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In Chapter 34 of Great Expectations, what is Pip's evaluation of his situation?I really...

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reader5646 | Student, Grade 10 | (Level 1) eNoter

Posted July 22, 2011 at 5:31 AM via web

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In Chapter 34 of Great Expectations, what is Pip's evaluation of his situation?

I really don't get this question if you can answer this, Please do. :D

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mwestwood | College Teacher | (Level 3) Distinguished Educator

Posted July 22, 2011 at 7:51 AM (Answer #1)

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After living with Herbert for a while in London, Pip realizes that what Mr. Jaggers has predicted has come true:  "Of course you'll go wrong somehow, but that's not fault of mine."  Indeed, Pip has gone wrong as he has filled Barnard Inn with "too much upholstery" and placed "the canary-breasted Avenger at his [Herbert's] disposal" so that Herbert, too, has spent too much money. For instance, they have joined a gentleman's club, The Finches of the Grove, where they do little but spend money.  As Pip assesses his situation, there is a nostalgia for the fire of the forge and the stalwart friend, Joe.  Pip narrates,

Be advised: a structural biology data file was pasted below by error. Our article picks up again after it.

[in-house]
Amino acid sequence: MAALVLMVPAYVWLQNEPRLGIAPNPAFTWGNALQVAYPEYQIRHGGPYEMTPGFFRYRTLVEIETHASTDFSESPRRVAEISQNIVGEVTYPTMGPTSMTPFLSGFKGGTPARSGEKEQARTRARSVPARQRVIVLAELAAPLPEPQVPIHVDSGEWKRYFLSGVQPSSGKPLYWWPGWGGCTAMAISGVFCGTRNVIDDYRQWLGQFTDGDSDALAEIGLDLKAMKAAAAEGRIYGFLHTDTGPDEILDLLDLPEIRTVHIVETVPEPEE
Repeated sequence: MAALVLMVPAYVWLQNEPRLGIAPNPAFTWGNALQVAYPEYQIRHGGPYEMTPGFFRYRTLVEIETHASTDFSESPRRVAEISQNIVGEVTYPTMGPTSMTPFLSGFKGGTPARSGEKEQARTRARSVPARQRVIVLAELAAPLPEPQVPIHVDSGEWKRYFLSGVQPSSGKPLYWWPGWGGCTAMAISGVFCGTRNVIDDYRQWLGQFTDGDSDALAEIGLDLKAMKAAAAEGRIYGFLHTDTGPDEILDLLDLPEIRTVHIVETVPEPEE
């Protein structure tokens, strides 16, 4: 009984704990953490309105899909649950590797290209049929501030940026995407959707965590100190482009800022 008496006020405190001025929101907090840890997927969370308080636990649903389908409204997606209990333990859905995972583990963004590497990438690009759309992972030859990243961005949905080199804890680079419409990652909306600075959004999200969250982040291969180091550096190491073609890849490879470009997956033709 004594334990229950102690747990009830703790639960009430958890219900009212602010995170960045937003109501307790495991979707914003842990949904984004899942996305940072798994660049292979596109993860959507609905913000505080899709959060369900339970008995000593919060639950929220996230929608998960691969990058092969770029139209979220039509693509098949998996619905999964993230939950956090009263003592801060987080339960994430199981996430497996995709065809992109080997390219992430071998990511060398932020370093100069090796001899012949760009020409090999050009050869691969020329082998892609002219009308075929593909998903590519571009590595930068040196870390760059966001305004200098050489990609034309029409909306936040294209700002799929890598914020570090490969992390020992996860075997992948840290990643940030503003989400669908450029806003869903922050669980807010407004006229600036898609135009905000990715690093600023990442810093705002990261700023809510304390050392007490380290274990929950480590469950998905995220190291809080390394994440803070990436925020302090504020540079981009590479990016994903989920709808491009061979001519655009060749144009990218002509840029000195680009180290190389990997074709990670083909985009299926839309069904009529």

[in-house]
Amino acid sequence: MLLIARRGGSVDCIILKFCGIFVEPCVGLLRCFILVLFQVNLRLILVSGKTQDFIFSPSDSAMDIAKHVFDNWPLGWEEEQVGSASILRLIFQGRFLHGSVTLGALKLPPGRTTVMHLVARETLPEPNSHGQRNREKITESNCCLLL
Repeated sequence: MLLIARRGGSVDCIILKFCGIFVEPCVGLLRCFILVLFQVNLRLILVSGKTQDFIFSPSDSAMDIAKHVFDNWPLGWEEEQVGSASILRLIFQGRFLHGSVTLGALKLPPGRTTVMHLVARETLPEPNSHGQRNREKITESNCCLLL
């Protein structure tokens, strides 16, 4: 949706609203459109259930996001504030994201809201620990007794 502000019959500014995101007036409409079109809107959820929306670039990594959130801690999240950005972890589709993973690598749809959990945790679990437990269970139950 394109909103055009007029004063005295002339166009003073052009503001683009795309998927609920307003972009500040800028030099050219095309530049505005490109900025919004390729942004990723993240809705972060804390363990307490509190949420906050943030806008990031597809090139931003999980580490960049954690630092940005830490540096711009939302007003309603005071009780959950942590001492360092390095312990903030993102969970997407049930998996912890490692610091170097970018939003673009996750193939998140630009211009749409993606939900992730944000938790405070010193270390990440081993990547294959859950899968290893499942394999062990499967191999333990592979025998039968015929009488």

I lived in a state of chronic uneasiness respecting my behaviour to Joe. My conscience was not by any means comfortable about Biddy. When I woke up in the night—like Camilla—I used to think, with a weariness on my spirits, that I should have been happier and better if I had never seen Miss Havisham's face....

Pip would take on Herbert's debt if permitted, but Herbert will not hear of such a thing. So, after Herbert has spent the day at the banks hoping to find work, they sit down to figure what they owe and how they will pay it, and to leave a "little margin," but more money is spent, more debt accrued, and much more action is taken in the computations than in the paying.  When they were finished Pip would roll his bills into a bundle and tie them.  And, they are "always more or less miserable" because they do not resolve their financial problems although they are momentarily soothed by their having put "affairs into focus" at least temporarily.

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